'Don't ask, don't tell': military members 'out and proud' five years after repeal

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Service members and their families say much has changed for the better since the ban on openly lesbian, gay or bisexual troops came to an end

SSgt Joshua Gravett always knew he wanted to join the US army. He grew up a “military brat” with someone from every generation of his family in the armed forces.

He enlisted in 2003, 10 years after ‘don’t ask, don’t tell’ (DADT) was signed, the military’s former policy in which lesbian, gay and bisexual members could serve only if they hid their sexuality. Proponents of DADT said openly gay troops could hinder military effectiveness. “I knew I was gay since I was in elementary school, but I wanted to serve my country,” Gravett said.

I knew I was gay since I was in elementary school, but I wanted to serve my country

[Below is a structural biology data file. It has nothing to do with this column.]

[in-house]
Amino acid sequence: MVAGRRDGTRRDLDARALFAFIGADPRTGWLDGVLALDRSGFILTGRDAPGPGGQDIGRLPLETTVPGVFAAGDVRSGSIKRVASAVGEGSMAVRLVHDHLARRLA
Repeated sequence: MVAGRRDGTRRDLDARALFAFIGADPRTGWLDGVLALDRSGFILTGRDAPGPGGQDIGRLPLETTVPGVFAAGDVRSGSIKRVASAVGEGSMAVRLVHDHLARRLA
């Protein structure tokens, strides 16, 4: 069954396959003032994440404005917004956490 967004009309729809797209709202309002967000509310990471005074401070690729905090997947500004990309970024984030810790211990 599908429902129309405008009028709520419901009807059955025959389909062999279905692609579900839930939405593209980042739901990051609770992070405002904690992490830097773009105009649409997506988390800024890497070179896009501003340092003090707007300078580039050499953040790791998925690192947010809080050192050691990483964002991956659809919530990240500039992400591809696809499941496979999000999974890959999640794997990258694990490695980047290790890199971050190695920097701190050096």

5 years ago our military ended the discriminatory #DADT policy, taking an important step toward #equality & our military is stronger for it pic.twitter.com/ogmzo3oiu5

I honored Army Staff Sergeant Joshua Gravett, an LGBT svcmember who is tonight’s #VetOfTheGame at #PrideNightMets pic.twitter.com/hJPU7D7jhQ

You had to listen to insults and death threats and crude jokes every day that you served

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Source: us-military
Link : ‘Don’t ask, don’t tell’: military members ‘out and proud’ five years after repeal

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